However, some early wins for policyholders have provided important guidelines for how to plead into coverage. For example, on August 12, 2020, in Studio 417 Inc, v. Cincinnati Insurance Company, the U.S. District Court for the Western District of Missouri denied the insurer’s motion to dismiss because plaintiff Studio 417 alleged sufficient facts to defeat the motion. The plaintiff alleged that the highly contagious virus was physically present at its insured properties, in fluid particles, and the virus fluid particles were deposited on surfaces and objects; as a result, they had to suspend operations. The judge found these allegations were enough to demonstrate “loss or damage” in that the affected premises were “unsafe and unusable.” Thus, there was a potential for coverage sufficient to defeat the insurer’s motion to dismiss. A similarly favorable decision denying an insurer’s motion to dismiss was handed down in New Jersey state court, based on accepting the policyholder’s claims that the insured premises suffered damage by way of the closure orders which interfered with the use of the premises.
Elsewhere, other insureds have not sufficiently pleaded facts supporting their claims. For example, in Malaube LLC v Greenwich Insurance Company, a magistrate judge in the Southern District Court in Florida contrasted the facts alleged by Malaube with the Studio 417 facts and granted a motion to dismiss on August 26, 2020, just a few weeks after the decision in Studio 417. The Malaube judge noted that, in the Studio 417 matter, the policyholder plaintiff alleged specific facts that the COVID-19 virus particles were physically present at the premises and caused them to be unusable, requiring the insured to suspend operations. In this later Malaube case, however, the judge noted the plaintiffs failed to allege that the virus was physically present at the insured premises and so failed to allege physical loss or damage to property—no physical harm alleged, so the magistrate judge granted the insurer’s motion to dismiss. It is evident that, had the policyholder instead alleged facts similar to those alleged by Studio 417, the court would not have granted the insurer’s motion to dismiss. (This also shows how closely the courts are following earlier COVID-19 decisions, even in other states.)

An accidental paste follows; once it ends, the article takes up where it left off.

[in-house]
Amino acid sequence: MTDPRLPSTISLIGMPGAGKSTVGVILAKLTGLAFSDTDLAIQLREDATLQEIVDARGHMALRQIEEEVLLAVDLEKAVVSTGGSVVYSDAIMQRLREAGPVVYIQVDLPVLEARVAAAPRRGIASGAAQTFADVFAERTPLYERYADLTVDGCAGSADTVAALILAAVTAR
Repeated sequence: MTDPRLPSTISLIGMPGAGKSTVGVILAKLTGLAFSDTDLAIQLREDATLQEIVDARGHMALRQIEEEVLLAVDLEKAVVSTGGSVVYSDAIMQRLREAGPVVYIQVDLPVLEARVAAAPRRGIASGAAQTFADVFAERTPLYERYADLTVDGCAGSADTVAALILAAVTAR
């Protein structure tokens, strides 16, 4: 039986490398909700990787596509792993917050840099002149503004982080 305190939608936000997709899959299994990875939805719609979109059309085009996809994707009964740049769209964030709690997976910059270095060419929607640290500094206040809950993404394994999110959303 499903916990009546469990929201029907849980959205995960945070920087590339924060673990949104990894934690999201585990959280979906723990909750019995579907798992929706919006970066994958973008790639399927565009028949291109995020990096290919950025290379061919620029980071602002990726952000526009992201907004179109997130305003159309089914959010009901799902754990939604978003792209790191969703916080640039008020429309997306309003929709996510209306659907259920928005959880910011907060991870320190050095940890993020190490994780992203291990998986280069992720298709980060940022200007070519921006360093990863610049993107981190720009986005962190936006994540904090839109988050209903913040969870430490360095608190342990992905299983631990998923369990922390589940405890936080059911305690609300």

These early decisions addressing the sufficiency of the pleadings contain a hard lesson for policyholders’ counsel: Carefully plead facts in the complaint that will support the coverage afforded in the policies issued to the insured. This requires both a careful reading of the policies and assessment of the facts. Once these first-round cases addressing what facts must be pled survive motions to dismiss, a new round of motion practice is sure to follow. The insurers will file motions for summary judgment, and policyholder counsel should be prepared by consulting experts early, including in epidemiology, virology and other supporting sciences, to assist in supporting the proofs that the insured premises were unusable or damaged due to virus contamination.